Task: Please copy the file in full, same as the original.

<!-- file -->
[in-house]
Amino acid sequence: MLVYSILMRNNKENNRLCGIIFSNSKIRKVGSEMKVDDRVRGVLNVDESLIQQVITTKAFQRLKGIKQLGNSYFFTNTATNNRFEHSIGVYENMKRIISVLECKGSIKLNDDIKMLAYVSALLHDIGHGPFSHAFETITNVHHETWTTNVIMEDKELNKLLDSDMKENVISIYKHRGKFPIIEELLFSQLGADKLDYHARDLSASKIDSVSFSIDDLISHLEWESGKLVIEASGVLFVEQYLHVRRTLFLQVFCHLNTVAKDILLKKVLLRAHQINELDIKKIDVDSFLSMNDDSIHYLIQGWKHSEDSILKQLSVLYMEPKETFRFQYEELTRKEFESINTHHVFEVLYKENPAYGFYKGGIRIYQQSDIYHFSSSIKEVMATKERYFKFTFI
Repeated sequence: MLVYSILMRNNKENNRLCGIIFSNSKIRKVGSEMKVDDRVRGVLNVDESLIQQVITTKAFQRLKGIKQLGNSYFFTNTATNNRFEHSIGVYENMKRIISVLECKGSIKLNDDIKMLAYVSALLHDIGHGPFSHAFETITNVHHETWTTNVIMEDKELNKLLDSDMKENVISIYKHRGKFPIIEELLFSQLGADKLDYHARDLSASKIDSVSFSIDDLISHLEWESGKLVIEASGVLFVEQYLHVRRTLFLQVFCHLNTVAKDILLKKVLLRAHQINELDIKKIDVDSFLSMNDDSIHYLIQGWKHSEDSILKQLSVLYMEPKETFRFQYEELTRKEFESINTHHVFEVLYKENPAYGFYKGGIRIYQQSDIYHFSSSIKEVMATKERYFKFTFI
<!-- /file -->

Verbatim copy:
[in-house]
Amino acid sequence: MLVYSILMRNNKENNRLCGIIFSNSKIRKVGSEMKVDDRVRGVLNVDESLIQQVITTKAFQRLKGIKQLGNSYFFTNTATNNRFEHSIGVYENMKRIISVLECKGSIKLNDDIKMLAYVSALLHDIGHGPFSHAFETITNVHHETWTTNVIMEDKELNKLLDSDMKENVISIYKHRGKFPIIEELLFSQLGADKLDYHARDLSASKIDSVSFSIDDLISHLEWESGKLVIEASGVLFVEQYLHVRRTLFLQVFCHLNTVAKDILLKKVLLRAHQINELDIKKIDVDSFLSMNDDSIHYLIQGWKHSEDSILKQLSVLYMEPKETFRFQYEELTRKEFESINTHHVFEVLYKENPAYGFYKGGIRIYQQSDIYHFSSSIKEVMATKERYFKFTFI
Repeated sequence: MLVYSILMRNNKENNRLCGIIFSNSKIRKVGSEMKVDDRVRGVLNVDESLIQQVITTKAFQRLKGIKQLGNSYFFTNTATNNRFEHSIGVYENMKRIISVLECKGSIKLNDDIKMLAYVSALLHDIGHGPFSHAFETITNVHHETWTTNVIMEDKELNKLLDSDMKENVISIYKHRGKFPIIEELLFSQLGADKLDYHARDLSASKIDSVSFSIDDLISHLEWESGKLVIEASGVLFVEQYLHVRRTLFLQVFCHLNTVAKDILLKKVLLRAHQINELDIKKIDVDSFLSMNDDSIHYLIQGWKHSEDSILKQLSVLYMEPKETFRFQYEELTRKEFESINTHHVFEVLYKENPAYGFYKGGIRIYQQSDIYHFSSSIKEVMATKERYFKFTFI